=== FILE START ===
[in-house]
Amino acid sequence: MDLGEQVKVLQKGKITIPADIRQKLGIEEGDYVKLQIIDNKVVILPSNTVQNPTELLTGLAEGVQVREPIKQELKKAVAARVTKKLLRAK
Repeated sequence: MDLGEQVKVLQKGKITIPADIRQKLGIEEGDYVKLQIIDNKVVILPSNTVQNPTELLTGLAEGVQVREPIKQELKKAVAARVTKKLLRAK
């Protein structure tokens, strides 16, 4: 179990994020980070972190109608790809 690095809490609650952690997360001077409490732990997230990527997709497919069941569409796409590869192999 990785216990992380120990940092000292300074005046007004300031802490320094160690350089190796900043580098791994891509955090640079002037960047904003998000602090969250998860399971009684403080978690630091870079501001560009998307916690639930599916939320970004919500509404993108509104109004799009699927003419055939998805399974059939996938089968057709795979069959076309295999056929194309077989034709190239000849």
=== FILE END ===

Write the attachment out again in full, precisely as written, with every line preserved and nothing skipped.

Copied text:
[in-house]
Amino acid sequence: MDLGEQVKVLQKGKITIPADIRQKLGIEEGDYVKLQIIDNKVVILPSNTVQNPTELLTGLAEGVQVREPIKQELKKAVAARVTKKLLRAK
Repeated sequence: MDLGEQVKVLQKGKITIPADIRQKLGIEEGDYVKLQIIDNKVVILPSNTVQNPTELLTGLAEGVQVREPIKQELKKAVAARVTKKLLRAK
């Protein structure tokens, strides 16, 4: 179990994020980070972190109608790809 690095809490609650952690997360001077409490732990997230990527997709497919069941569409796409590869192999 990785216990992380120990940092000292300074005046007004300031802490320094160690350089190796900043580098791994891509955090640079002037960047904003998000602090969250998860399971009684403080978690630091870079501001560009998307916690639930599916939320970004919500509404993108509104109004799009699927003419055939998805399974059939996938089968057709795979069959076309295999056929194309077989034709190239000849």